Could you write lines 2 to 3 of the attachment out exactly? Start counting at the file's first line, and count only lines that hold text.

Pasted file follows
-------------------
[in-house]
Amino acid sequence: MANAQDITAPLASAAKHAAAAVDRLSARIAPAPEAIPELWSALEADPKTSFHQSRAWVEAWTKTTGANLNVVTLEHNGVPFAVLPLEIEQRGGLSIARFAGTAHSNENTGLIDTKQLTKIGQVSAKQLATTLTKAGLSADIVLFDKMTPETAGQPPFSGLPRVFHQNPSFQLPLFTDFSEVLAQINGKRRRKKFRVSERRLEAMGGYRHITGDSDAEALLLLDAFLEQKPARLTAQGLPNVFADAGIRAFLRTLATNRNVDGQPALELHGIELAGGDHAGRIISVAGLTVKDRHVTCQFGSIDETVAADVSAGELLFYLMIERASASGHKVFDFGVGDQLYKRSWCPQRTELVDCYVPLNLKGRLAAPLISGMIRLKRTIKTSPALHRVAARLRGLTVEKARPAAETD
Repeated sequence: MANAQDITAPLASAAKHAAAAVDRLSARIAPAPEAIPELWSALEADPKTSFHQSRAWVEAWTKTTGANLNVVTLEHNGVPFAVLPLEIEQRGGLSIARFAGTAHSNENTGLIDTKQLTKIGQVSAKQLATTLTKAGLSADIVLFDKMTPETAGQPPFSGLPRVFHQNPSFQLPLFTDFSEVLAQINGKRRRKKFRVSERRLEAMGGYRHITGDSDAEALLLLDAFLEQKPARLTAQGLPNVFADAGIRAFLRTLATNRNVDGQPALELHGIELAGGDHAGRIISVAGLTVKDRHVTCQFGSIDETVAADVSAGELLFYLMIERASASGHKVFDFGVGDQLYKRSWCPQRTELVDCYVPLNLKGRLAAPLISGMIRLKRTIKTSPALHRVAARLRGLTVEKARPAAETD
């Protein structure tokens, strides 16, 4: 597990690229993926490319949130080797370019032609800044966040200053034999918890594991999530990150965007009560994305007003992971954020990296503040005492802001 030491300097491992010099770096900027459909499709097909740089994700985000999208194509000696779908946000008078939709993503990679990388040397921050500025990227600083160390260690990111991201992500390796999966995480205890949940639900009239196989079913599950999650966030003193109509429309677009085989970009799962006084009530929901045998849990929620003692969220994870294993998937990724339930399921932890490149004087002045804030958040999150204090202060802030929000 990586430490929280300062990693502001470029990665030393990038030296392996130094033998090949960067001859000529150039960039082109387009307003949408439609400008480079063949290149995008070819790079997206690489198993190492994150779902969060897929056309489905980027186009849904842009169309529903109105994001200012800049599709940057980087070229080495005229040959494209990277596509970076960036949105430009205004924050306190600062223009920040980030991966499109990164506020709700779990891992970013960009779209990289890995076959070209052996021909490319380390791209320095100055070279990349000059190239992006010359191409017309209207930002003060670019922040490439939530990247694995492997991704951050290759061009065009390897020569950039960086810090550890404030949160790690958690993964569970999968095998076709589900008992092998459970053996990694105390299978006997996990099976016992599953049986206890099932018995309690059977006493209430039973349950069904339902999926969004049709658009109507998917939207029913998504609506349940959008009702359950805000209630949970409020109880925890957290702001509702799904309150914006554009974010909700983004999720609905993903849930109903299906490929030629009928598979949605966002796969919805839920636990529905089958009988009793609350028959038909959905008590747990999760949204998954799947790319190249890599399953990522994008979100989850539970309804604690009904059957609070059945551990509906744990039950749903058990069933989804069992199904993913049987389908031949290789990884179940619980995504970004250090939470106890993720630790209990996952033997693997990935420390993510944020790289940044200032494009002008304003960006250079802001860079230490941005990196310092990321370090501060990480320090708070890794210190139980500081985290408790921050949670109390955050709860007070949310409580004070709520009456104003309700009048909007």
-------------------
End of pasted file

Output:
Amino acid sequence: MANAQDITAPLASAAKHAAAAVDRLSARIAPAPEAIPELWSALEADPKTSFHQSRAWVEAWTKTTGANLNVVTLEHNGVPFAVLPLEIEQRGGLSIARFAGTAHSNENTGLIDTKQLTKIGQVSAKQLATTLTKAGLSADIVLFDKMTPETAGQPPFSGLPRVFHQNPSFQLPLFTDFSEVLAQINGKRRRKKFRVSERRLEAMGGYRHITGDSDAEALLLLDAFLEQKPARLTAQGLPNVFADAGIRAFLRTLATNRNVDGQPALELHGIELAGGDHAGRIISVAGLTVKDRHVTCQFGSIDETVAADVSAGELLFYLMIERASASGHKVFDFGVGDQLYKRSWCPQRTELVDCYVPLNLKGRLAAPLISGMIRLKRTIKTSPALHRVAARLRGLTVEKARPAAETD
Repeated sequence: MANAQDITAPLASAAKHAAAAVDRLSARIAPAPEAIPELWSALEADPKTSFHQSRAWVEAWTKTTGANLNVVTLEHNGVPFAVLPLEIEQRGGLSIARFAGTAHSNENTGLIDTKQLTKIGQVSAKQLATTLTKAGLSADIVLFDKMTPETAGQPPFSGLPRVFHQNPSFQLPLFTDFSEVLAQINGKRRRKKFRVSERRLEAMGGYRHITGDSDAEALLLLDAFLEQKPARLTAQGLPNVFADAGIRAFLRTLATNRNVDGQPALELHGIELAGGDHAGRIISVAGLTVKDRHVTCQFGSIDETVAADVSAGELLFYLMIERASASGHKVFDFGVGDQLYKRSWCPQRTELVDCYVPLNLKGRLAAPLISGMIRLKRTIKTSPALHRVAARLRGLTVEKARPAAETD